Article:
So in a nutshell, two independent microstates but with Georgia having some kind of legal status in one. It's far too soon to formally discuss political solutions to the conflicts, and there are issues on the ground that could (and should) be addressed first, perhaps for several more years even before returning to the question of status. But while both these proposals lean much more toward the Russian mainstream than the Western, as a baseline for innovative thinking, of the two de Waal's has merit. To further think outside the box, say there was a proposal for Abkhazia to hold a referendum on independence, similar to that the international community has supported for Nagorno-Karabakh, and all those who fled Abkhazia during the 1992-93 war had the right to return and participate (i.e., mainly ethnic Georgians who made up almost half the population before that conflict). There would still be a reasonable chance that the population, including even some percentage of Georgians, would vote for independence in a democratic, representative, neutral Abkhazia. Along the Andorran model, that Abkhazia might have what amounts to full self-government (de facto independence) but with co-sovereigns, Georgia and Russia, to guarantee the security of populations and the state. Such a proposal will probably attract fervent criticism from all sides, but really, why not? It would accomodate Abkhaz aspirations to independence, justice for Georgian IDPs, validation of the dual role of Abkhazia in both Abkhaz and Georgian national identity formation, and security guarantees for all populations. That of course leaves South Ossetia, which really has virtually no claim, opportunity, or desire for independence (what South Ossetians really want is to be annexed by Russia).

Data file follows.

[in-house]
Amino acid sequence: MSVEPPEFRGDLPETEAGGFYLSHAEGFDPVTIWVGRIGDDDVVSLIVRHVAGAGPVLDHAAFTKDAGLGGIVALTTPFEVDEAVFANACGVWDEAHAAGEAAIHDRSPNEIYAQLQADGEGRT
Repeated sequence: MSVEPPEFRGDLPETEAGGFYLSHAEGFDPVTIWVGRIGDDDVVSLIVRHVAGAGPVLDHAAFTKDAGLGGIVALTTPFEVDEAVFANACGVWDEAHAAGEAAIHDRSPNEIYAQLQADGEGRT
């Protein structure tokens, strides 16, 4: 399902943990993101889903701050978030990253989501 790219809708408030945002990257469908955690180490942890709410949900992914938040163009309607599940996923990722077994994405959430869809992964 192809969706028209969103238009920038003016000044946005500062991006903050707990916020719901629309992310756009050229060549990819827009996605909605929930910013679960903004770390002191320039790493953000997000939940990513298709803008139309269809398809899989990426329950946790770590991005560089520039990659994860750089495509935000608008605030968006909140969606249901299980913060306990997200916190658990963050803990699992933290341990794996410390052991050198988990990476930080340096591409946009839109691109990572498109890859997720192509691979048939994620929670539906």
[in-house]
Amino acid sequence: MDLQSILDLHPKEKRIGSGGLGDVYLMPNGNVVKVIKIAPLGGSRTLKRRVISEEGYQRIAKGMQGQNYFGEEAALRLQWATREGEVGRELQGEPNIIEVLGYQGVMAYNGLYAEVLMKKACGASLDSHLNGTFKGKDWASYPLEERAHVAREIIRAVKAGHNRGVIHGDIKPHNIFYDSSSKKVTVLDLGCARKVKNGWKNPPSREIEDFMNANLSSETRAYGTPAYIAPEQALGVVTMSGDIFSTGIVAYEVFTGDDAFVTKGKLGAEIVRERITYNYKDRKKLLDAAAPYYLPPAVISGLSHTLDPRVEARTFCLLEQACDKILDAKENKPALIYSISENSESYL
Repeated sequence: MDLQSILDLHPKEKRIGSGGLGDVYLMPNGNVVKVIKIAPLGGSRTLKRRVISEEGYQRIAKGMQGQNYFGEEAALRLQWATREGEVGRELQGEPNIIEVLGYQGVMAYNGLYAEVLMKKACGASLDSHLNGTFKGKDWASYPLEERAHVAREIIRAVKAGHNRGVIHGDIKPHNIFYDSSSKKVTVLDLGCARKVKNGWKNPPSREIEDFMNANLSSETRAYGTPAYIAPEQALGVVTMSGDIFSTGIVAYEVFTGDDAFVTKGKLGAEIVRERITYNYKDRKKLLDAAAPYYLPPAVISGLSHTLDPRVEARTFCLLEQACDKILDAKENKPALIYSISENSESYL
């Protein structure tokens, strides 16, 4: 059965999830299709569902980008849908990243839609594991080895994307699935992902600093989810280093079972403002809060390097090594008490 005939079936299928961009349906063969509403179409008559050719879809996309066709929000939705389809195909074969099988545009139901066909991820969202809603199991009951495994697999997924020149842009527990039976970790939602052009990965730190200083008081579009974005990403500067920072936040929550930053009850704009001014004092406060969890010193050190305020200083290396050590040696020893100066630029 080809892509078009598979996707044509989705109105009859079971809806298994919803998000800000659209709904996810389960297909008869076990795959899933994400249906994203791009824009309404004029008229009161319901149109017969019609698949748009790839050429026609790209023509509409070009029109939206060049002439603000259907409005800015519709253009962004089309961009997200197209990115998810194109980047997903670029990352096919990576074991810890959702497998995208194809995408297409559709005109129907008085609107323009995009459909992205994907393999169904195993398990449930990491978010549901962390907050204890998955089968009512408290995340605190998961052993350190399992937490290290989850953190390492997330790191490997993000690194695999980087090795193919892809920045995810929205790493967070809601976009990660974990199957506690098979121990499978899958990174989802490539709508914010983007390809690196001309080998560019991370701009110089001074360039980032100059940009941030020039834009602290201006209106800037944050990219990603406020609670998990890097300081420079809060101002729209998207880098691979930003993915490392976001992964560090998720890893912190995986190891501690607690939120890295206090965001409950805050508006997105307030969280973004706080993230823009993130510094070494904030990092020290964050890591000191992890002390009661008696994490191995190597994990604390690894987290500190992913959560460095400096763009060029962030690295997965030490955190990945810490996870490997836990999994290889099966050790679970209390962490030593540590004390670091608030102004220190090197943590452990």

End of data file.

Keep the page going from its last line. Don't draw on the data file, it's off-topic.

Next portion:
Here some sort of innovative self-government does seem to be the way to go, with South Ossetia reintegrated with Georgia but with, to reverse Trenin's formulation, some kind of legal presence for Russia, that would provide security guarantees for that part of the population that needs it (and, it goes without saying, return of Georgian IDPs whose homes were destroyed by South Ossetia in the 2008 war). As I said, there's much practical work to be done yet before even approaching the question of status again, but the discussion of forms of "asymmetric sovereignty" is at least one worth having. Also of interest: Lincoln Mitchell and Alexander Cooley, “After the August War: A New Strategy for U.S. Engagement with Georgia,” The Harriman Review 17, no. 3-4 (May 2010) (Mitchell and Cooley have co-authored a number of pieces on the topic) Cory Welt, “After the EU War Report: Can There Be a ‘Reset’ in Russian-Georgian Relations?” Russian Analytical Digest No. 68, November 23, 2009.
Note: Some other pieces also came out in time with the anniversary: in the Washington Post, Sen. John McCain ("Georgia Needs U.S. Help in Rebuilding, Standing Up to Russia") called for a harder line toward Russia and greater support for Georgia, including in defensive armaments (to date, the U.S. government not only declines to provide direct military assistance to Georgia but also does not approve of private arms sales requests, out of a belief that Georgian defensive arms are both destabilizing and not very effective). Foreign Policy also ran a good piece ("The Georgia Syndrome") on the Georgian domestic scene by James Traub.